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Ear Exam

Cerumen Impaction

Cerumen Impaction

EARWAX BLOCKAGE

Earwax blockage, medically known as cerumen impaction or impacted earwax, occurs when an excessive amount of earwax (cerumen) builds up in the ear canal and obstructs it. 

Earwax

Earwax, also known as cerumen, is a waxy substance produced in the ear canal. It is made up of dead skin cells, sebum (an oily substance produced by the skin glands), and dust particles. It protects the ear from dust, debris, and foreign particles, as well as to lubricate and clean the ear.

 

While the ear canals are self-cleaning, there are instances where cerumen or other foreign matter get lodged inside the ear canal causing issues such as earache, decreased hearing or hearing loss, ringing in the ears, and dizziness. 

Symptoms

Symptoms of cerumen impaction can include:

  • Hearing loss, learn more here

  • Ear pain

  • Ear fullness

  • Dizziness

  • Tinnitus (ringing in the ear), learn more here

  • Itching in the ear

  • Coughing

  • Discharge from the ear

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Causes

Cerumen impaction is usually caused by the following:

  • Overproduction. Some people naturally produce more earwax than others, making them more prone to blockages.

  • Inadequate or incorrect removal. When you insert objects like cotton swabs, bobby pins, or earplugs into the ear canal, it can push earwax deeper and lead to blockages. Earwax should not be removed by inserting objects into the ear canal; this can damage the delicate structures of the ear.

  • Ear canal shape. Some individuals have narrower or more convoluted ear canals, making it easier for earwax to become impacted.

  • Aging. As people age, earwax tends to become drier and less mobile, increasing the likelihood of blockages.

Treatment

Treatment options for earwax blockage may include:

  • Earwax softeners. Over-the-counter earwax softening drops or mineral oil can be used to help soften the impacted earwax, making it easier to remove.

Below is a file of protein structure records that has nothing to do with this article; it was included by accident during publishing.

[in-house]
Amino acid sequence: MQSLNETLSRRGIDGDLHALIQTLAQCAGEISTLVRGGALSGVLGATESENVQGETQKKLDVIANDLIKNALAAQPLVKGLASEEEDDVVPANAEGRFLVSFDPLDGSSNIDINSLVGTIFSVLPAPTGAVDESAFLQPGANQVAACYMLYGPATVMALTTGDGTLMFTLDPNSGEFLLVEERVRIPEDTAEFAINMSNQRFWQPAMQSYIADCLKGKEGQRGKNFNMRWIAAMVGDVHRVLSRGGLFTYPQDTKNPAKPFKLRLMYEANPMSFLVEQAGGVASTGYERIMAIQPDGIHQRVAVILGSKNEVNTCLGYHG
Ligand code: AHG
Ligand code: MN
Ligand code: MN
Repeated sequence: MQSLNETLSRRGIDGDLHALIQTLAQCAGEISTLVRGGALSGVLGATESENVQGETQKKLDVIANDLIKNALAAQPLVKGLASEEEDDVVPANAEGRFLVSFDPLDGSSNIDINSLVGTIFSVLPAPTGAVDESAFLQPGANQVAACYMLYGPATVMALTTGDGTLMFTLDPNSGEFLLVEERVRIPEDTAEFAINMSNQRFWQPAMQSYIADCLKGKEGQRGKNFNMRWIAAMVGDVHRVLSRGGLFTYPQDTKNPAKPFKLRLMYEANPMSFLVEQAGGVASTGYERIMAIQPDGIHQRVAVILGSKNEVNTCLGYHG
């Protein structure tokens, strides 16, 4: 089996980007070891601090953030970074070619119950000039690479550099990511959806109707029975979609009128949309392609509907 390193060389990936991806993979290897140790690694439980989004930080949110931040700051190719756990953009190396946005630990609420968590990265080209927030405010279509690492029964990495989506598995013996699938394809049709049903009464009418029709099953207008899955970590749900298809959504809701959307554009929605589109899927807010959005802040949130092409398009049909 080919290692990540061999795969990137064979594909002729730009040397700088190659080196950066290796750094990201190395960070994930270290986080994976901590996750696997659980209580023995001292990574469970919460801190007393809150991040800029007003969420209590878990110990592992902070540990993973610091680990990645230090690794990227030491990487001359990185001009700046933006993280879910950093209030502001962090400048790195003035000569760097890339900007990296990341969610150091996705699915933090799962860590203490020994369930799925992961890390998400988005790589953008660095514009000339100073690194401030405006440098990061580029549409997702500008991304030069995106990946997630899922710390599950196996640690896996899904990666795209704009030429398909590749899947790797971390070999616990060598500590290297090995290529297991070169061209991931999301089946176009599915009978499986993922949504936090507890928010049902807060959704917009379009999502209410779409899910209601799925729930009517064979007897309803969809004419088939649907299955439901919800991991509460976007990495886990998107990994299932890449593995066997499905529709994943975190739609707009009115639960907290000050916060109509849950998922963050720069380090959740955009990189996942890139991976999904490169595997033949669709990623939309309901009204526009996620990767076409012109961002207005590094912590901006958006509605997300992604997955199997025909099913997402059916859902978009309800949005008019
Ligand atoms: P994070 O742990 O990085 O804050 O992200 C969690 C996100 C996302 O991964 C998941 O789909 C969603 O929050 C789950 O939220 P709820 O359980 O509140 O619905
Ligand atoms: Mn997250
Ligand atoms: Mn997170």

• Ear irrigation. A healthcare provider may use a syringe or specialized equipment to gently flush the ear with warm water to remove the earwax.

  • Manual removal. In some cases, a healthcare provider may use special instruments, such as a curette or suction device, to manually remove the impacted earwax.

  • Microsuction. An ENT specialist may use a microscope and a specialized suction device to safely and effectively remove the earwax.

Prevention

Preventing earwax blockages is possible by avoiding the use of objects like cotton swabs in the ear canal and seeking medical attention if you experience symptoms of blockage. Additionally, regular ear hygiene and cleaning by a healthcare professional can help prevent excessive earwax buildup. If you are prone to frequent earwax blockages, your healthcare provider may recommend periodic ear cleaning as a preventive measure.

 

If you suspect you have an earwax blockage, it's essential to seek medical attention rather than attempting to remove it yourself, as improper removal methods can damage the ear canal or eardrum. A healthcare provider or an ear, nose, and throat (ENT) specialist can diagnose and treat earwax blockage.

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